NASA hopes to launch the lunar Artemis I mission again later this month, but first must overcome a number of challenges. The team from the agency hopes to finish removing and replacing faulty seals on the rocket’s fueling system by the end of Thursday. NASA requires a waiver from the United States in order to launch on the requested next target dates of September 23 and September 27.

NASA said Thursday that it is working to resolve the issues that caused the delay in the launch of its Artemis I moon rocket last week, and that it hopes to try again later this month. The space agency said on Sept. 3 that the mission was aborted after a hydrogen leak was discovered while the Space Launch System (SLS) rocket was being fueled. The Artemis I mission marks the first flight of the SLS rocket and the uncrewed Orion capsule, which will travel around the moon for more than a month.

Several unsuccessful attempts to repair the leak occurred during the launch countdown on Saturday. NASA officials said at a press conference on Thursday that work at the launchpad is continuing, with the agency’s team aiming to replace seals on the fueling system by the end of the day. NASA then plans to hold a tanking demonstration on September 17 to confirm that the replacement work was successful. Assuming that the work and testing are completed by then, NASA has asked the US for new launch dates. The Space Force’s Eastern Range – which reviews and approves all missions that launch from the Cape Canaveral region – has requested launch attempts on September 23 and September 27.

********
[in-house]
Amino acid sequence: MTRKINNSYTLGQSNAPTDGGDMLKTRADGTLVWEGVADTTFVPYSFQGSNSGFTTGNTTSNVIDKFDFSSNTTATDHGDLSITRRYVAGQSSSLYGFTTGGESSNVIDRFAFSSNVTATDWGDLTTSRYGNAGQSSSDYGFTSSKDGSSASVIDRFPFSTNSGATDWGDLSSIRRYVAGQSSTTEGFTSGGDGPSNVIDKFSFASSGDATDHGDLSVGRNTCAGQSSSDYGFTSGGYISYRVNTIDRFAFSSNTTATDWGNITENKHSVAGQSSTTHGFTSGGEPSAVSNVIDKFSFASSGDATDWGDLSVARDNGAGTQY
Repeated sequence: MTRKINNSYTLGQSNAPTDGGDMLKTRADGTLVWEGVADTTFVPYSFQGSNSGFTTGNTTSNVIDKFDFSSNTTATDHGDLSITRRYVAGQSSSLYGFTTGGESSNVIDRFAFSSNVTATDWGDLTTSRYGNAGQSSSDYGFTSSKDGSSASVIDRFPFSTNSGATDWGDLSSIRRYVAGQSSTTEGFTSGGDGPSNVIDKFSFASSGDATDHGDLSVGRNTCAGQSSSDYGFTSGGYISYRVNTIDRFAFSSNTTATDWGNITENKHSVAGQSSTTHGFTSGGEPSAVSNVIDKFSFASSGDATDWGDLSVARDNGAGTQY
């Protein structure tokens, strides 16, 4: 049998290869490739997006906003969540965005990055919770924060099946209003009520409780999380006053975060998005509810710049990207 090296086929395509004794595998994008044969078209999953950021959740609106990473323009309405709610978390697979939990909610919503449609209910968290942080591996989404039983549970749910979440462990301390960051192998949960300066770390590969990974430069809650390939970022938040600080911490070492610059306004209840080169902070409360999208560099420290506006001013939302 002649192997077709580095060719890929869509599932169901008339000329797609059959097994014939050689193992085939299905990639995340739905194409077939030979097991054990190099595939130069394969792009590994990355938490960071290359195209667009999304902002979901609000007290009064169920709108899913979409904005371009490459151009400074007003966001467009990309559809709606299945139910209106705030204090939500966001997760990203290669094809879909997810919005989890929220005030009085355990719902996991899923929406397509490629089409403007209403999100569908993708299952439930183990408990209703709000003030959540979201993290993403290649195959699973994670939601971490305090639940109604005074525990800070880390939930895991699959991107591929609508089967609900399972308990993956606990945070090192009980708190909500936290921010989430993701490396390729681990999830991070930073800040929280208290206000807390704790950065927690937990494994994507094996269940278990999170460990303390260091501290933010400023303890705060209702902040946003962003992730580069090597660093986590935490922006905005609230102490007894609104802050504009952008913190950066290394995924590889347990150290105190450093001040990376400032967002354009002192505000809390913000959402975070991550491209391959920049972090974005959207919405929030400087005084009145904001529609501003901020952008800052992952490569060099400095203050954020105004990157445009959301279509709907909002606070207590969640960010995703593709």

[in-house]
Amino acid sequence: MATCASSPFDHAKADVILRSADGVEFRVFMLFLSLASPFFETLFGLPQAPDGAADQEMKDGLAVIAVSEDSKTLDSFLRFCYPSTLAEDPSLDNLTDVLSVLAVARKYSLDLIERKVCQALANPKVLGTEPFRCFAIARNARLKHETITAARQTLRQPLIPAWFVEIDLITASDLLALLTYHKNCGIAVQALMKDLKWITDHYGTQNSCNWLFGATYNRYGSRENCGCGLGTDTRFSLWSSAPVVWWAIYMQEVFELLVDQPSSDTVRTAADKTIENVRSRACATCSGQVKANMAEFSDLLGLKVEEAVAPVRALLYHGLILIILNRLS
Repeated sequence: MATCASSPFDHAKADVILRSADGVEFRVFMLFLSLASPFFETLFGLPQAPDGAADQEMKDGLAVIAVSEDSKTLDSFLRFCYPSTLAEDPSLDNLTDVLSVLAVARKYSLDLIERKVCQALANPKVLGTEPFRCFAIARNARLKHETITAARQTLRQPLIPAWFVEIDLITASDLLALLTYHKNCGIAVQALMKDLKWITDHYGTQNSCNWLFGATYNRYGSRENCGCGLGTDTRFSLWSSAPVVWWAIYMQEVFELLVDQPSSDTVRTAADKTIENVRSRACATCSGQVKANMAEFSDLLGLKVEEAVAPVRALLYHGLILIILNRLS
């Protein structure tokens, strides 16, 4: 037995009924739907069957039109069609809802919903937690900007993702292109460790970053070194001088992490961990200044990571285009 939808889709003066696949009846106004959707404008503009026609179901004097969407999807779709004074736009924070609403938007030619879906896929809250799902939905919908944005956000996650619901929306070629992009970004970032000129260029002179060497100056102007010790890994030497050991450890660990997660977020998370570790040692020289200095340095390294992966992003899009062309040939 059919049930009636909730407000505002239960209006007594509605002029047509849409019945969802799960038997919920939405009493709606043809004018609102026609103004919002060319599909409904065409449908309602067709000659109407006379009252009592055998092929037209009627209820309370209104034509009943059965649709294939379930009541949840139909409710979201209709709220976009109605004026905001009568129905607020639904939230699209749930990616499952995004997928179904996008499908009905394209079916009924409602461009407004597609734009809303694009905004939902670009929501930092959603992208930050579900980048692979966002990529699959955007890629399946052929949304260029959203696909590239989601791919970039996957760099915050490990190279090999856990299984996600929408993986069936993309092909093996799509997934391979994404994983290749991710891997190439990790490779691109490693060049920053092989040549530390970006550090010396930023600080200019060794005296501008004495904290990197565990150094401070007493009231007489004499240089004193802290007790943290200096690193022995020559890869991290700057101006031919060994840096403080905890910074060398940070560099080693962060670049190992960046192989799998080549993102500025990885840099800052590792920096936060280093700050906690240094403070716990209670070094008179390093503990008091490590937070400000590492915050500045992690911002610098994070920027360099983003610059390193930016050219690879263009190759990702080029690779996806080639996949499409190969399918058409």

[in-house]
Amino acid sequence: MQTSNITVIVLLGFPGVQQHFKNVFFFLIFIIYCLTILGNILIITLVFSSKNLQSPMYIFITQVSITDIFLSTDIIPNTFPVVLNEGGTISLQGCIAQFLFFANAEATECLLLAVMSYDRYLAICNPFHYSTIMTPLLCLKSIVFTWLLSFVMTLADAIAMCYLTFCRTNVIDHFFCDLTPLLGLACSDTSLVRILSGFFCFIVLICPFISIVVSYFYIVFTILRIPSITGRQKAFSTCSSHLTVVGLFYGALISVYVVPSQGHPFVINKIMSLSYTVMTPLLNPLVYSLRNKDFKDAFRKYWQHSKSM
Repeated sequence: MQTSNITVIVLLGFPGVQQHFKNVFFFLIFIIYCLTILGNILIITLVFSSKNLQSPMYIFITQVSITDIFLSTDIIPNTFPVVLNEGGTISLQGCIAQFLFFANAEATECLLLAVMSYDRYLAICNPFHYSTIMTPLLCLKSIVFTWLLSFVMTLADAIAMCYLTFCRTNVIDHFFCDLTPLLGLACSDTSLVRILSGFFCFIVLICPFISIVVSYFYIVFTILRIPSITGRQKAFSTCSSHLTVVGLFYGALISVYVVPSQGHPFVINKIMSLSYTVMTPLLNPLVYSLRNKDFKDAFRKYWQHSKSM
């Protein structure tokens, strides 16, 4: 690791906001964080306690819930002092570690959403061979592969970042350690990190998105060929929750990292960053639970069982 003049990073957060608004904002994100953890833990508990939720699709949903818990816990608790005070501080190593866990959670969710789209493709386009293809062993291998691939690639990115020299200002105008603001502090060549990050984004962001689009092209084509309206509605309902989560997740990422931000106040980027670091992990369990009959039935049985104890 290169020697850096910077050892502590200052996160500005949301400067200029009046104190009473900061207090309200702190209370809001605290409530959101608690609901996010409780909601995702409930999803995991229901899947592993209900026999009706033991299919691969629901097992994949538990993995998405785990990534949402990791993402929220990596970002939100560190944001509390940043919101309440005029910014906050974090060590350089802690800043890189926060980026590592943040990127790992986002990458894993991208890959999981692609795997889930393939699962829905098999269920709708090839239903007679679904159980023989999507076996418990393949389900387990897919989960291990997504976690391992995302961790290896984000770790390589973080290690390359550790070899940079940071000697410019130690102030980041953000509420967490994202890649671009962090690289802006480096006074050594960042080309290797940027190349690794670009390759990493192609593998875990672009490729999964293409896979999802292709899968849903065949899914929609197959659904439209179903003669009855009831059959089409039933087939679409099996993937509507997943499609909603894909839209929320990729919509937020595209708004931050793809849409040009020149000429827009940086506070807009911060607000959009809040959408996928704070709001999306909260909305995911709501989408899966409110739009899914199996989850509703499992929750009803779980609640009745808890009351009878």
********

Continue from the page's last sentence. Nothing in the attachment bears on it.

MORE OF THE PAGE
NASA’s associate administrator, Jim Free, noted that whether the Space Force will sign off on extending the requirements previously set around the batteries for the rocket’s flight termination system, which is required in the event of a problem mid-launch, is critical to those requests. “We’re trying to figure out how to proceed if we’re allowed to extend our battery retest requirements,” Free explained.NASA needs a waiver from the Eastern Range to move forward with an attempt on either of those launch dates. Without the waiver or completion of the hydrogen leak work, NASA faces an October 1 delay for the Artemis I mission.